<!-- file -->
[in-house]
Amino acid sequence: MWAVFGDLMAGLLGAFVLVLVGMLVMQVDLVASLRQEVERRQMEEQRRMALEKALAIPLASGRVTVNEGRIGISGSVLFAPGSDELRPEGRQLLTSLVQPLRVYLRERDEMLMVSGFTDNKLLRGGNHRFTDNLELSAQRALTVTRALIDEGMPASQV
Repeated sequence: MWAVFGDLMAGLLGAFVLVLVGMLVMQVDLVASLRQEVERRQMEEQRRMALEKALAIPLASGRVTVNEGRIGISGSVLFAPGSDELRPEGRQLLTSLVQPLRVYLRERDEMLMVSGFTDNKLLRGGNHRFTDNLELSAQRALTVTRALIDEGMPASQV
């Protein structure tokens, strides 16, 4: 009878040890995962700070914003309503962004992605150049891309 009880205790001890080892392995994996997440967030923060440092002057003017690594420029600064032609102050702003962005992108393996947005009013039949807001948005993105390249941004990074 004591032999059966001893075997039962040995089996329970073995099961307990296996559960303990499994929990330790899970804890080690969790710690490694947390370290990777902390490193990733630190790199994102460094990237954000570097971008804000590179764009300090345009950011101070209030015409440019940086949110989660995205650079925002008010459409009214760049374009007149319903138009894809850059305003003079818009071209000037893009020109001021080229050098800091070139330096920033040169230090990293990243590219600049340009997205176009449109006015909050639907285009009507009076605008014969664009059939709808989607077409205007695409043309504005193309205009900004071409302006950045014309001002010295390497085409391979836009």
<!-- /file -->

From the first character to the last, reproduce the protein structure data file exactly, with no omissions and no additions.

[in-house]
Amino acid sequence: MWAVFGDLMAGLLGAFVLVLVGMLVMQVDLVASLRQEVERRQMEEQRRMALEKALAIPLASGRVTVNEGRIGISGSVLFAPGSDELRPEGRQLLTSLVQPLRVYLRERDEMLMVSGFTDNKLLRGGNHRFTDNLELSAQRALTVTRALIDEGMPASQV
Repeated sequence: MWAVFGDLMAGLLGAFVLVLVGMLVMQVDLVASLRQEVERRQMEEQRRMALEKALAIPLASGRVTVNEGRIGISGSVLFAPGSDELRPEGRQLLTSLVQPLRVYLRERDEMLMVSGFTDNKLLRGGNHRFTDNLELSAQRALTVTRALIDEGMPASQV
């Protein structure tokens, strides 16, 4: 009878040890995962700070914003309503962004992605150049891309 009880205790001890080892392995994996997440967030923060440092002057003017690594420029600064032609102050702003962005992108393996947005009013039949807001948005993105390249941004990074 004591032999059966001893075997039962040995089996329970073995099961307990296996559960303990499994929990330790899970804890080690969790710690490694947390370290990777902390490193990733630190790199994102460094990237954000570097971008804000590179764009300090345009950011101070209030015409440019940086949110989660995205650079925002008010459409009214760049374009007149319903138009894809850059305003003079818009071209000037893009020109001021080229050098800091070139330096920033040169230090990293990243590219600049340009997205176009449109006015909050639907285009009507009076605008014969664009059939709808989607077409205007695409043309504005193309205009900004071409302006950045014309001002010295390497085409391979836009």